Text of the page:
As we saw in Chapter 4, any two objects can have a "fleeting relationship" based on the fact that they exchange messages, in the same way that two strangers passing on the street might say "Hello!" to one another. We informally call such relationships between objects behavioral relationships, because they arise out of the behaviors, or actions, taken by one object X relative to another object Y. With behavioral relationships, object X is either temporarily handed a reference to object Y as an argument in a method call, or temporarily requests a handle on Y from another object Z. However, the emphasis is on temporary: when X is finished communicating with Y, object X often discards the reference to Y.
In the same way that you have significant and more lasting relationships with some people (family members, friends, colleagues, and so forth), there is also the notion of a more permanent relationship between objects. We informally refer to such relationships as structural relationships because, in order to keep track of such relationships, an object actually maintains lasting handles on its related objects in the form of attributes, a technique that we discussed in Chapter 3. Hence, the relationship becomes part of the data structure of the object in question.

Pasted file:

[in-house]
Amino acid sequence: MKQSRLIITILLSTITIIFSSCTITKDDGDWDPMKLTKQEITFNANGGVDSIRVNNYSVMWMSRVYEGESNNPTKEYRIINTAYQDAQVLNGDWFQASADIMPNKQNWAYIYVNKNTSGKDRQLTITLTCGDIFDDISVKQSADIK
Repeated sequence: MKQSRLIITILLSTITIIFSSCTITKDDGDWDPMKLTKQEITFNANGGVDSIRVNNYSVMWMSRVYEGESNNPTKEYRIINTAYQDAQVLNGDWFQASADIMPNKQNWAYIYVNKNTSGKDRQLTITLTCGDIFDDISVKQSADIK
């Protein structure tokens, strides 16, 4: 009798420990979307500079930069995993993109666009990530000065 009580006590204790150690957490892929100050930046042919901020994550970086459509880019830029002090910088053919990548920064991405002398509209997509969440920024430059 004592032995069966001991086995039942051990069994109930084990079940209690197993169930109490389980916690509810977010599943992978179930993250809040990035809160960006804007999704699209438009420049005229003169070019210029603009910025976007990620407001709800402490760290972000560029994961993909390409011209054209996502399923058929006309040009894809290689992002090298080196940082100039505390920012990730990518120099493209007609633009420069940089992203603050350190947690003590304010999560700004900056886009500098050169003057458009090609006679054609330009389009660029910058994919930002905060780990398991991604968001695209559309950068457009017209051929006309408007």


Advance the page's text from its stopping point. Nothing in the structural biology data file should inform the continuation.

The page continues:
In this chapter, you'll learn
The various kinds of structural relationships that may exist between classes and between individual objects, and how we characterize them
How, through a powerful mechanism called inheritance, we can derive new classes by describing only how they differ from existing classes
The rules for what we can and can't do when deriving classes through inheritance